Nana's Knitting Shop

Knitting tales of a lifelong knitter
and yarn shop owner.

Thursday, May 24, 2007

"I cut it."

First there was a collective gasp from the three other knitters at the table and then the Shop went eerily quiet. As I stared at the mess in my lap that is Karen's magnificent Lady Eleanor Entrelac wrap, I could feel all eyes upon me and they waited in silence.

I slowly raised my head and said to my dear friend,

"You did what?"

"She cut it!" Lauren gleefully shouted as she literally bounced in place. (Who knew Miss Lauren could be such a minx!)

The air was thick with anticipation and I said,

"Oh that explains why there are three loose strands of yarn here that are not attached at all to any recently knitted stitches."

"She cut it!" Lauren squealed with delight as she flitted past my chair. "She cut it, she cut it, she cut it!"

Karen crossed her arms, looked at me ferociously and said,

"Yeah, I cut it. I cut it. I lost my place, I started to rip and I couldn't figure out my mistake so I got mad and I cut it. So there, I cut it."

Just then her phone rang and I could hear her husband Chris, I mean Job, on the other end.

"I can't talk right now. I just finished telling Tricia that I cut it."

"You cut it?" I heard him say, "Even I know not to do that for heaven's sake. Oooh, baby are you in trouble. I'll talk to you later." Click.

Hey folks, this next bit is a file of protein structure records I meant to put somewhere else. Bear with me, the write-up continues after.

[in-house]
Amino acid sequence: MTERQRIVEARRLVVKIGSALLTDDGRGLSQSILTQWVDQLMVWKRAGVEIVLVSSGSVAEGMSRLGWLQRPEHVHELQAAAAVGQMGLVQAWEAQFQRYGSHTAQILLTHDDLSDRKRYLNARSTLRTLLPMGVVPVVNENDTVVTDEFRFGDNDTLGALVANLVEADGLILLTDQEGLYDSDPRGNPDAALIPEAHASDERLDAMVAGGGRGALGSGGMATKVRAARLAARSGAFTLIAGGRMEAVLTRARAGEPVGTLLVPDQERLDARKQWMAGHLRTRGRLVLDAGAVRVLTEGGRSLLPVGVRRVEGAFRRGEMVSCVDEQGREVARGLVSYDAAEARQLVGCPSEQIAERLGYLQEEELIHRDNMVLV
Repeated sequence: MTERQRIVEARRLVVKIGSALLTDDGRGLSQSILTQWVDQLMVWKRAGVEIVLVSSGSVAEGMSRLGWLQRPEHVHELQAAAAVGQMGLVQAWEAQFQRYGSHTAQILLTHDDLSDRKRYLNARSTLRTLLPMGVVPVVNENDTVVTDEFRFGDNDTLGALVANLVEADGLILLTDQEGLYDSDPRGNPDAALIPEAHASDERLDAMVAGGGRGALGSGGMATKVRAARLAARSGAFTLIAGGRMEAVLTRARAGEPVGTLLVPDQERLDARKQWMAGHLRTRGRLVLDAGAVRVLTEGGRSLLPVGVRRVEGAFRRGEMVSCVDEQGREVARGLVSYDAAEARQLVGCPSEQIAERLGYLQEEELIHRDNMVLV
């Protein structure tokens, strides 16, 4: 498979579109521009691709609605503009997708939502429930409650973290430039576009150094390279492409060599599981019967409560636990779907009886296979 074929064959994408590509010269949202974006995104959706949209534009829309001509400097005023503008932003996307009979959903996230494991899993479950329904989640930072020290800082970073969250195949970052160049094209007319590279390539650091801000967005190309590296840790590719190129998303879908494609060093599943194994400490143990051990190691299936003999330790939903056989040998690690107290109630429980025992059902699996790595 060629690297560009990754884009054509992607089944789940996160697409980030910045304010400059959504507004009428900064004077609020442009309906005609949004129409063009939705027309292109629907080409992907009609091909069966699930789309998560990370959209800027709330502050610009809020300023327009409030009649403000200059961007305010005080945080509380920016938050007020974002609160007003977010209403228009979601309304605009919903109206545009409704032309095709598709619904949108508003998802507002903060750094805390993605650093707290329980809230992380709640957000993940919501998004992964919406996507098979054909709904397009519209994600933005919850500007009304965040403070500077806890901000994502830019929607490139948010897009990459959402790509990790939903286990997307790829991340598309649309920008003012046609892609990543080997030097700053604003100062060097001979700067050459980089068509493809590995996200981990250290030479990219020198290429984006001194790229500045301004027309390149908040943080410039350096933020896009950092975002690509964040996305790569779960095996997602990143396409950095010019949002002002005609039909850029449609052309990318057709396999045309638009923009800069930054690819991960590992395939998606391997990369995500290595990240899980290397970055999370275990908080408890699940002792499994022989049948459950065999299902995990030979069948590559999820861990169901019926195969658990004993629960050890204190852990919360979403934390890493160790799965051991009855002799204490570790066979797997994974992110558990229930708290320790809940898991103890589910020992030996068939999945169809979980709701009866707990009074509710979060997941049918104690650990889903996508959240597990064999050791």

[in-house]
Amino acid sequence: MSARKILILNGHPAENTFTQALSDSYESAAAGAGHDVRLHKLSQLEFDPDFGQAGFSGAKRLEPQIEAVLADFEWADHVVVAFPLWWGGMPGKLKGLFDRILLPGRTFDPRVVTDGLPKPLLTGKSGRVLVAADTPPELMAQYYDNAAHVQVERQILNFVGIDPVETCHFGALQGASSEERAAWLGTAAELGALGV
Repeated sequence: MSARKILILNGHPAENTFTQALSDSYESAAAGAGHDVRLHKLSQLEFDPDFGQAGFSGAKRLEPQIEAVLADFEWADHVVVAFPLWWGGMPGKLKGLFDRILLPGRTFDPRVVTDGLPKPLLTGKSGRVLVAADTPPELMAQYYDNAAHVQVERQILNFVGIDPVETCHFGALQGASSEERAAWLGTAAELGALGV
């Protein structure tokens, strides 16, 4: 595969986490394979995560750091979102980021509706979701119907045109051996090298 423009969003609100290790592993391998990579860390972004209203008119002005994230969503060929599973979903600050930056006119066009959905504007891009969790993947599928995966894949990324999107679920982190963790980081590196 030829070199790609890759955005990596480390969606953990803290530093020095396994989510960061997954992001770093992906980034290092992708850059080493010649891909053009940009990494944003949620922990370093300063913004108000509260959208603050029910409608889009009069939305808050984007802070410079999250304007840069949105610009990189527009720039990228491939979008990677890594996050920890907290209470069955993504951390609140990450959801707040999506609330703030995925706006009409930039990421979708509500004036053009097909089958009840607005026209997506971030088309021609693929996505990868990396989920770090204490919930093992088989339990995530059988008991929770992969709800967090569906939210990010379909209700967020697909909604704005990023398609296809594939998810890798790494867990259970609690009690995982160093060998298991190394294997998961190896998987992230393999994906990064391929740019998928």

I took a deep breath.

"You did more than cut it, sister. There are THREE loose strands of yarn here that are not attached to any recently knitted stitches. There's one attached to the square you're working on, but it's one row down. There's another strand about three rows down, and the third is attached to another, already worked square two rows down. At least all of the loose strands are on the same tier."

I started pulling. I say pulling because I had to pull the yarn through the stitches which is definitely not the same as ripping.

"I know you can fix it," she said defiantly, "that's why I stopped working on it and brought it to you. You can fix it; go ahead, fix it."

"Geez, where's the supplication?" I thought as I tried to figure out what in the hell she had done.

I pulled and I pulled, only dealing with the strand closest to the stitches on the needle and finally got it through enough stitches and rows that it was actually attached to live stitches. Then I could rip.

And rip I did. I had to rip back to at least to the squares that were on the left needle which I knew were complete. But I had to rip to the square and row that contained the last loose strand. This consisted of ripping three squares and unfortunately the right triangle (those triangles can be tricky).